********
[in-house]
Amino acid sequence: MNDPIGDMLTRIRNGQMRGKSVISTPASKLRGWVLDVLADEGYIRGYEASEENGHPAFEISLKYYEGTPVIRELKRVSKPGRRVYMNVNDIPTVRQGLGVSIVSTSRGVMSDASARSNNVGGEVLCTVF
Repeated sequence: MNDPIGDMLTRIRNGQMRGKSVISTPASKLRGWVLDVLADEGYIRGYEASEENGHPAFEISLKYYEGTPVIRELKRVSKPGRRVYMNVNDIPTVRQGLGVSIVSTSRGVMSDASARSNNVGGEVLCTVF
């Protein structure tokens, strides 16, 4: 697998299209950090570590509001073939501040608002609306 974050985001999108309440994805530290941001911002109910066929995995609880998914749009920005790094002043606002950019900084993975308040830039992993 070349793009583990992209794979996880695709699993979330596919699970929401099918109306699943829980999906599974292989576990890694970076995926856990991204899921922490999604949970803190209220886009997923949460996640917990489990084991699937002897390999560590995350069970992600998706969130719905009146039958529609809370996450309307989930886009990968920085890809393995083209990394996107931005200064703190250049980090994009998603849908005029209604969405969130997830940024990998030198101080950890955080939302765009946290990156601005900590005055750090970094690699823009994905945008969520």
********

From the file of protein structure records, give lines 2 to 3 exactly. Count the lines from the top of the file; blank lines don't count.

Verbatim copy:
Amino acid sequence: MNDPIGDMLTRIRNGQMRGKSVISTPASKLRGWVLDVLADEGYIRGYEASEENGHPAFEISLKYYEGTPVIRELKRVSKPGRRVYMNVNDIPTVRQGLGVSIVSTSRGVMSDASARSNNVGGEVLCTVF
Repeated sequence: MNDPIGDMLTRIRNGQMRGKSVISTPASKLRGWVLDVLADEGYIRGYEASEENGHPAFEISLKYYEGTPVIRELKRVSKPGRRVYMNVNDIPTVRQGLGVSIVSTSRGVMSDASARSNNVGGEVLCTVF